College hiring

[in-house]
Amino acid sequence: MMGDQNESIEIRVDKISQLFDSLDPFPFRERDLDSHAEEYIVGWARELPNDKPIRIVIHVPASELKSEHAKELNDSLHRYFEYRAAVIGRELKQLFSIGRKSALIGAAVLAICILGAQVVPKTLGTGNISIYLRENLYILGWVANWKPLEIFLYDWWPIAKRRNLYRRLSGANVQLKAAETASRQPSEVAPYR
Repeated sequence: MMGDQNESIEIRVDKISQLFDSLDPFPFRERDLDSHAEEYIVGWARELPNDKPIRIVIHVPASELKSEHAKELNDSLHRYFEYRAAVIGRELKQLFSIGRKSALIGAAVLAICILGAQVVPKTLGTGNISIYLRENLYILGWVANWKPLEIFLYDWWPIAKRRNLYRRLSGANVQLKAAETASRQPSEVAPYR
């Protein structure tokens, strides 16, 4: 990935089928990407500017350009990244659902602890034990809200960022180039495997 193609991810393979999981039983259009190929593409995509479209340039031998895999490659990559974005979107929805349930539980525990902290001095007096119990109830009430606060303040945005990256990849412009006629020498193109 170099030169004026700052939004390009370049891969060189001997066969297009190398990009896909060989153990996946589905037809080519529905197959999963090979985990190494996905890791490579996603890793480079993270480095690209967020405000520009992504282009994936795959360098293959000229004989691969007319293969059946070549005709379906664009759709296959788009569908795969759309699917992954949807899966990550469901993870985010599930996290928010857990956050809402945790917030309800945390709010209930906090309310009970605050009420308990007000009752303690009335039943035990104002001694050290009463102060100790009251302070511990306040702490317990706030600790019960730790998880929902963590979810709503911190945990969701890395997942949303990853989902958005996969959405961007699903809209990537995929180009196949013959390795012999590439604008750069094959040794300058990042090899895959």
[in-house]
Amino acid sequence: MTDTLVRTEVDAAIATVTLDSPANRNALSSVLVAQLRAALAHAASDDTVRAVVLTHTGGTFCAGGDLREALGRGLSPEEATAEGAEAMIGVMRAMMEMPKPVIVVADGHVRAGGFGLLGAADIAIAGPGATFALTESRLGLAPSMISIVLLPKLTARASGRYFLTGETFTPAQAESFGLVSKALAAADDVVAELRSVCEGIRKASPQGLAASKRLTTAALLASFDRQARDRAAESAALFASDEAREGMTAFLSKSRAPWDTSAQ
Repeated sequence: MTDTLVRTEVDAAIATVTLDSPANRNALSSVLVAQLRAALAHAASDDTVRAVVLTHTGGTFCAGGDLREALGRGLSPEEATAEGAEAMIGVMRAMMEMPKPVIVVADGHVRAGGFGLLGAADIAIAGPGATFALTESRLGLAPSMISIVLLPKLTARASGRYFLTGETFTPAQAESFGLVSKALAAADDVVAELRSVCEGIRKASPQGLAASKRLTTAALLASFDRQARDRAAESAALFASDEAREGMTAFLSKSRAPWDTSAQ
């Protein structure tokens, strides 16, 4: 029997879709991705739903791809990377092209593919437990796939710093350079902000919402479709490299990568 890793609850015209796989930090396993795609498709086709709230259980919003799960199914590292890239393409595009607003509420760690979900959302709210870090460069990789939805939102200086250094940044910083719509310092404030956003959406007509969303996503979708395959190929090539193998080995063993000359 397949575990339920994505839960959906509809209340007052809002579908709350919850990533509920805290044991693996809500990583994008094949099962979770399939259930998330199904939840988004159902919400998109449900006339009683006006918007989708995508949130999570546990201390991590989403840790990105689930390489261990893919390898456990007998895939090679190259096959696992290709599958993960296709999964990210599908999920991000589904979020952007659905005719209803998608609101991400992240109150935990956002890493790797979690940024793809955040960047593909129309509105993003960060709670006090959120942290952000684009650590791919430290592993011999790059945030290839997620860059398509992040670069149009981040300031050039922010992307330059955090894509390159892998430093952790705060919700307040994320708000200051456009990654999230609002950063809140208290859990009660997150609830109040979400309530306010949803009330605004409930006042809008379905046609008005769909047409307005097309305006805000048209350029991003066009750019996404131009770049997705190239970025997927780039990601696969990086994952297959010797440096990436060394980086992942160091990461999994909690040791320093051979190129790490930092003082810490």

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<ul><li> 1. Effective Strategies for Hiring the Best New College Faculty Dr. Mary C. Clement Berry College, Georgia [email_address]</li></ul> <p> 2. Topics for this seminar </p> <ul><li>How to</li></ul> <ul><li>- write an accurate job description </li></ul> <ul><li>- create evaluations for applications </li></ul> <ul><li>- use behavior-based interviewing </li></ul> <ul><li>- get the most from preliminary interviews. </li></ul> <p> 3. Additional skills </p> <ul><li>Learn how to </li></ul> <ul><li>- prepare for on-site interviews </li></ul> <ul><li>- evaluate candidate answers </li></ul> <ul><li>- make strong final recommendations regarding hires</li></ul> <p> 4. High Stakes College Hiring </p> <ul><li>New faculty must teach, publish, and serve the institution. </li></ul> <ul><li>A weak new hire hurts the departments reputation and costs time and money. </li></ul> <p> 5. A strong new hire </p> <ul><li>can actually raise the morale of colleagues. </li></ul> <ul><li>re-invigorates the program and attracts students.</li></ul> <p> 6. When we interview, we tend to give more consideration to a candidates </p> <ul><li>A.previous publications and research </li></ul> <ul><li>B.teaching expertise </li></ul> <ul><li>C.past service to an institution </li></ul> <ul><li>D.We consider each of the three areas listed above equally. </li></ul> <p> 7. A blueprint for hiring the best </p> <ul><li>Effective hiring practices may not just happen. </li></ul> <ul><li>Search committees can be productive and democratic. </li></ul> <p> 8. Everyone involved in hiring needs training </p> <ul><li>Faculty and department chairs are subject matter specialists, not human relations or personnel specialists. </li></ul> <ul><li>Legal issues exist. </li></ul> <p> 9. 1.Write an accurate job description </p> <ul><li>Envision the new position </li></ul> <ul><li>Information rich description </li></ul> <ul><li>Truth in advertising </li></ul> <p> 10. What to include? </p> <ul><li>All duties </li></ul> <ul><li>Tenure track or not </li></ul> <ul><li>Any criteria that will be used to sort the candidates </li></ul> <p> 11. Polling question </p> <ul><li>The college seeks an accomplished, motivated, enthusiastic, and energetic candidate.</li></ul> <ul><li>Which of the following would best replace the phrase in quotes? </li></ul> <p> 12. </p> <ul><li>A.a qualified candidate </li></ul> <ul><li>B.a candidate with an earned terminal degree in (specify subject area) </li></ul> <ul><li>C.a candidate with three to five years of teaching experience </li></ul> <ul><li>D.a candidate with research experience </li></ul> <p> 13. 2.Create an evaluation for the paperwork </p> <ul><li>Checklist for criteria listed in job description </li></ul> <ul><li>Rating scale for cover letter and letters of recommendation </li></ul> <p> 14. Why sort applications carefully? </p> <ul><li>Expenses of bringing candidates to campus </li></ul> <ul><li>Past behavior is a predictor of future performance. </li></ul> <p> 15. 3.Use behavior-based interviewing (BBI) strategies </p> <ul><li>BBI is based on the premise that past behavior is the best predictor of future performance.</li></ul> <ul><li>This premise is useful for sorting applications and all aspects of the interview process. </li></ul> <p> 16. Examples of the BBI premise </p> <ul><li>Will a candidate who has held four different jobs in the last five years stay at your institution very long? </li></ul> <ul><li>Will a candidate who has been in three separate tenure-track positions without earning tenure be able to get tenure? </li></ul> <p> 17. What are red flags? </p> <ul><li>unaccounted for gaps in education or employment </li></ul> <ul><li>a series of short-term employments </li></ul> <p> 18. 4.Preliminary interviews </p> <ul><li>take place over the phone, or via the Internet. </li></ul> <ul><li>are short interviews at professional conferences. </li></ul> <ul><li>can be critical to narrowing candidate pools. </li></ul> <p> 19. Create BBI-style questions for preliminary interviews </p> <ul><li>The committee needs to create five to eight questions to be used with every candidate and the evaluation instrument for evaluating answers. </li></ul> <p> 20. Sample questions </p> <ul><li>Describe your past teaching experiences as specifically as possible. </li></ul> <ul><li>Describe an individual lesson that you have taught and why it went well. </li></ul> <p> 21. Ask about research and writing </p> <ul><li>Tell us about your past research. </li></ul> <ul><li>How have you shared your research professionally?</li></ul> <p> 22. Ask about service/professionalism </p> <ul><li>How have you served an institution or the profession in the past? </li></ul> <ul><li>Tell us about committee work you have completed. </li></ul> <p> 23. Dos and do nots </p> <ul><li>Do not ask vague questions, such as tell us about yourself. </li></ul> <ul><li>Do ask the candidate about their interest in the institution.</li></ul> <p> 24. Do not ask questions that cant be evaluated </p> <ul><li>Create the evaluation instrument before the very first preliminary interview. </li></ul> <ul><li>Use the same questions and the same instrument with each candidate. </li></ul> <p> 25. Information rich questions </p> <ul><li>An information rich question tells the interviewer about the institution, and the job, and then elicits a response. </li></ul> <ul><li>These questions help to recruit and retain hires.</li></ul> <p> 26. 5. Prepare for on-site interviews </p> <ul><li>Prepare all who are involved with on-site interviews about interview protocol. </li></ul> <ul><li>Illegal questions </li></ul> <p> 27. Which is not an illegal question? </p> <ul><li>A.We have a great elementary lab school.Do you have children? </li></ul> <ul><li>B.You look familiar.Havent I seen you at my church?</li></ul> <ul><li>C.What a pretty piece of jewelry.Tell me about it. </li></ul> <ul><li>D.All are illegal questions. </li></ul> <p> 28. No one can ask about</p> <ul><li>age, gender, race, or national origin. </li></ul> <ul><li>religion, family, or disabilities </li></ul> <p> 29. Small talk is not small talk </p> <ul><li>Interviewers may not ask a follow-up question even when a candidate volunteers information about family, religion, etc. </li></ul> <ul><li>Support staff and students involved in interviews need to know about illegal questions and small talk. </li></ul> <p> 30. Keep open interviews on track </p> <ul><li>Create and provide a handout about protocol and illegal questions. </li></ul> <ul><li>Make an announcement before any open interview about protocol. </li></ul> <p> 31. Formal on-site interviews </p> <ul><li>The search committee prepares a list of questions in advance. </li></ul> <ul><li>The questions and evaluation instrument are in front of interviewers for each candidate. </li></ul> <p> 32. Structure the questions </p> <ul><li>Use BBI-style prompts. </li></ul> <ul><li>Tell about a time when </li></ul> <ul><li>How have you </li></ul> <ul><li>Describe how you have </li></ul> <p> 33. Questions need to be specific </p> <ul><li>Example: </li></ul> <ul><li>Much has been written about teaching a foreign language with the total immersion approach.What has been your experience with this approach? </li></ul> <p> 34. To discuss with your group now </p> <ul><li>What is an effective question that you have used, or hope to use?</li></ul> <p> 35. Allow candidates to ask questions </p> <ul><li>Candidates questions can be insightful. </li></ul> <ul><li>They may show how much the candidate knows about the institution. </li></ul> <ul><li>Has the candidate done his/her homework? </li></ul> <p> 36. How much consideration do you give to the question, Why do you want to work here? </p> <ul><li>A.very much consideration </li></ul> <ul><li>B.average consideration </li></ul> <ul><li>C.very little consideration </li></ul> <ul><li>D.We would not ask this question of a candidate. </li></ul> <p> 37. 6.Prepare for evaluation of answers </p> <ul><li>Consider PAR </li></ul> <ul><li>Problem </li></ul> <ul><li>Action </li></ul> <ul><li>Result </li></ul> <p> 38. Example </p> <ul><li>What experience have you had teaching unprepared college students to be successful? </li></ul> <p> 39. Answer </p> <ul><li>Problem:As a teaching assistant, I </li></ul> <ul><li>Action:I always used rubrics to explain grading and gave examples in class. </li></ul> <ul><li>Result:I learned to teach students the expectations for college work. </li></ul> <p> 40. STAR is similar </p> <ul><li>Situation </li></ul> <ul><li>Task </li></ul> <ul><li>Action</li></ul> <ul><li>Result </li></ul> <p> 41. Discuss answers needed by candidates </p> <ul><li>Committee members may have very different opinions regarding criteria of a good answer. </li></ul> <ul><li>Discuss these issues in advance. </li></ul> <p> 42. Rate these answers </p> <ul><li>You will hear a candidates answer to the question, Describe how you have typically taught a lesson. Rate the answer on a scale of unacceptable to excellent answer. </li></ul> <p> 43. </p> <ul><li>A.unacceptable answer / no experience with topic </li></ul> <ul><li>B.acceptable answer / limited experience </li></ul> <ul><li>C.strong answer / some experience </li></ul> <ul><li>D.excellent answer / much experience </li></ul> <p> 44. 7.Making final recommendations </p> <ul><li>Hiring must be more than a gut feeling </li></ul> <ul><li>Use the evaluations to make a more objective decision. </li></ul> <p> 45. Questions for discussion </p> <ul><li>Many committee members tend to evaluate candidates on non-measurable criteria. </li></ul> <ul><li>Is the candidate nice/pleasant? </li></ul> <ul><li>Is the candidate a happy person? </li></ul> <p> 46. Be careful with touchy feely </p> <ul><li>Should the candidate demonstrate life satisfaction?</li></ul> <ul><li>Do you want this person teaching your child as a college professor? </li></ul> <p> 47. Offering the position </p> <ul><li>Make the offer a true invitation. </li></ul> <ul><li>People like to feel recruited and wooed.</li></ul> <p> 48. Good hiring practice can lead to retention </p> <ul><li>What do candidates really want? </li></ul> <ul><li>They want their expectations met (or exceeded).</li></ul> <p> 49. When the position is offered </p> <ul><li>Clarify the job description.</li></ul> <ul><li>Specify any additional or non-traditional duties. </li></ul> <ul><li>Make salary and benefit issues clear. </li></ul> <p> 50. Retention is important </p> <ul><li>Departments and programs need continuity. </li></ul> <ul><li>Students want professors who are available throughout their years on campus. </li></ul> <p> 51. Key points </p> <ul><li>All who participate in hiring need training in how to evaluate paperwork, write questions, and make decisions. </li></ul> <ul><li>All need training with regard to legal issues. </li></ul> <p> 52. What works </p> <ul><li>The creation of structure for the hiring process, combined with training, will create a fair process that identifies and recruits the best new faculty members. </li></ul>